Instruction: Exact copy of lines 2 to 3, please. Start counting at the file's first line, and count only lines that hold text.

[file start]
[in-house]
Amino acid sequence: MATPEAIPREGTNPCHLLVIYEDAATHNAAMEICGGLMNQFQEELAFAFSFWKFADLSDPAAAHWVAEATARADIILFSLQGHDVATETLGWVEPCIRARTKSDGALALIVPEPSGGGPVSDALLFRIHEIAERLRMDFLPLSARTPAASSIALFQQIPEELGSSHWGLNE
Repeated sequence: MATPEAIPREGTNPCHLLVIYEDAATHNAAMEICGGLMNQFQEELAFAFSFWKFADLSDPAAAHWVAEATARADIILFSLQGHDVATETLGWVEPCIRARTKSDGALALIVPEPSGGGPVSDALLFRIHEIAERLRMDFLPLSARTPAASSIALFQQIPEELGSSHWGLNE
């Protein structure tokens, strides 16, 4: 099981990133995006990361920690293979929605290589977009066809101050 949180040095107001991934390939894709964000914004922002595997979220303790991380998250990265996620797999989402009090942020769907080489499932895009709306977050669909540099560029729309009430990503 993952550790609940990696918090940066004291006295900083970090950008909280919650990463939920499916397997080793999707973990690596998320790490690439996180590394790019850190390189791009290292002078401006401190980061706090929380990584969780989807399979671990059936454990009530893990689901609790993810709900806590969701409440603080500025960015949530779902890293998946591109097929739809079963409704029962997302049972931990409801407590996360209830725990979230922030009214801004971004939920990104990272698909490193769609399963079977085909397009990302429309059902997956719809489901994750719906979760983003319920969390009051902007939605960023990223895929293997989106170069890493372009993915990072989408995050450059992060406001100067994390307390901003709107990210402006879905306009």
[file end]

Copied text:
Amino acid sequence: MATPEAIPREGTNPCHLLVIYEDAATHNAAMEICGGLMNQFQEELAFAFSFWKFADLSDPAAAHWVAEATARADIILFSLQGHDVATETLGWVEPCIRARTKSDGALALIVPEPSGGGPVSDALLFRIHEIAERLRMDFLPLSARTPAASSIALFQQIPEELGSSHWGLNE
Repeated sequence: MATPEAIPREGTNPCHLLVIYEDAATHNAAMEICGGLMNQFQEELAFAFSFWKFADLSDPAAAHWVAEATARADIILFSLQGHDVATETLGWVEPCIRARTKSDGALALIVPEPSGGGPVSDALLFRIHEIAERLRMDFLPLSARTPAASSIALFQQIPEELGSSHWGLNE